Spouse Visa

In Canada, immigration is permitted for the spouse, common-law or conjugal partner of a permanent Canadian resident through a system of sponsorship. In this arrangement, a Canadian citizen or a person with Canadian permanent resident status currently living and working in Canada may sponsor the applicant for a period of between three and ten years until they establish themselves in the country.


Relocating to Canada under this kind of sponsorship allows an applicant to seek and undertake employment in the country without any restriction. Unlike temporary Canadian visas for short-term entry clearance such as the Canadian visit visa, which are issued for a strictly limited duration, Canada visa applications for family immigration through this route offer a path to permanent residency.

Successful applicants will become permanent residents and after a minimum residency requirement of three years, may be able to apply for Canadian citizenship.

Where marriages took place in Canada, a marriage certificate issued by the province or territory will be required. For marriages occurring outside Canada, the marriage must be valid under Canadian law and the law of the country in which it took place.

Sponsoring a same-sex partner as a spouse

Sponsoring a same sex partner under the spouse immigration rules is permissible if your marriage certificate was issued on or after the following dates in these provinces.

- British Columbia (July 8, 2003)
- Quebec (March 19, 2004)
- Manitoba (September 16, 2004)
- Newfoundland (December 21, 2004)
- New Brunswick (July 4, 2005)
- Nova Scotia (September 24, 2004)
- Ontario (June 10, 2003)
- Saskatchewan (November 5, 2004)
- Yukon (July 14, 2004)
- All other provinces/territories (July 20, 2005).

If your marriage took place outside Canada, applications are accepted providing that the marriage is legally recognised in both Canada and the country in which it took place.

Common-law partner

If you wish to sponsor your common-law partner of the same or opposite sex to immigrate to Canada you will need to demonstrate that you have been living together continuously for a period of at least a year.

Conjugal partner

The conjugal partner Canadian immigration route is intended to be used only in exceptional circumstances where parties are unable to qualify for spouse or common-law partner immigration through circumstances beyond their control. This route for immigration to Canada is valid for same sex or opposite sex partners, however, it must be demonstrated that the relationship is one of mutual dependence, and commitment.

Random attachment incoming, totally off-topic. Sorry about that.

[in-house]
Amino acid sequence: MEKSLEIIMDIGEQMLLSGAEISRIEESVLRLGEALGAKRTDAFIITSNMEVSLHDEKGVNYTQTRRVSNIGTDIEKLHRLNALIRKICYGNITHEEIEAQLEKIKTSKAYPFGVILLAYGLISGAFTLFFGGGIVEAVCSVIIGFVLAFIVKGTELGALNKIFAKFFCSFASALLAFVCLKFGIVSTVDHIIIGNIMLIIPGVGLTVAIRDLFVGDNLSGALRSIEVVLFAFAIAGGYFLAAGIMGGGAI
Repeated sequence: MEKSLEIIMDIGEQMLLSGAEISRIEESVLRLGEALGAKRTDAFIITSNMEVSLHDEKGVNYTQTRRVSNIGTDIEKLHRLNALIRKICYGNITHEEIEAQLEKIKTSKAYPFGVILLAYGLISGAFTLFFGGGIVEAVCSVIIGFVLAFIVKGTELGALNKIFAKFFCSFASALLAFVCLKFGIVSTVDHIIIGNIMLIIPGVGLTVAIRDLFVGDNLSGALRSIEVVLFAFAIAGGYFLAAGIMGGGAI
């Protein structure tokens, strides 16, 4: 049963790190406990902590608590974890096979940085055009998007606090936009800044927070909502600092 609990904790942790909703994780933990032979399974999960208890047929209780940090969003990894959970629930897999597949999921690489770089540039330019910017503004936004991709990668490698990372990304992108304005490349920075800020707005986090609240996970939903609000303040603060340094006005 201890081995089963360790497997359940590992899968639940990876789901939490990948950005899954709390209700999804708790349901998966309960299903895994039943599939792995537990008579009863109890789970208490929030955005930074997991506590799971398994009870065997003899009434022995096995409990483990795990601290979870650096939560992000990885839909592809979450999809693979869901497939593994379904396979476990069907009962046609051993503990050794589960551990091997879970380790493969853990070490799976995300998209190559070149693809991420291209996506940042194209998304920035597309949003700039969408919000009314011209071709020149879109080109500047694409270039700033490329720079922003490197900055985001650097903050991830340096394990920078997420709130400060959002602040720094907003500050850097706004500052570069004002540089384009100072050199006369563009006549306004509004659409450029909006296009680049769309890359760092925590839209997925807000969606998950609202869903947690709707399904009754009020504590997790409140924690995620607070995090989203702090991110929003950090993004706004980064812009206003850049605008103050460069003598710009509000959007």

Conjugal partner applications may be made in the following circumstances.

  • The relationship has existed for at least a year.
  • Marrying or living together has been prevented due to an immigration barrier.
  • Marrying or living together has been prevented due to marital status, for example, you are living in a country where divorce is not permitted.
  • Marrying or living together has been prevented because you are in a same-sex relationship in a country where same sex marriage is not permitted.
  • Evidence can be provided that an impending factor has influenced the relationship, for example, long-term visits in each other's home country have been refused.

Ask Philip Gamble whether you (or your children) have a claim to British nationality.

Learn more about these routes to British Nationality:

WhatPassport.com is a specialist UK Nationality and British Citizenship site offering an online search and assessment. Claims to hold a British Passport can be complex and the site offers a quick, simple search to give you the answers. While many people qualify for the UK Ancestry Visa based on holding a Commonwealth passport with a UK born grandmother or grandfather, we have found that if you have a grandparent born in the UK, or if your mother is British or your father is British, then there are several scenarios where you can claim British Nationality and the right to hold a British Passport. This stems from Britain’s collection of British Colonies, British Protectorates and British Protected States in the middle of last century and the Nationality rules concerning what are now the countries of the Commonwealth.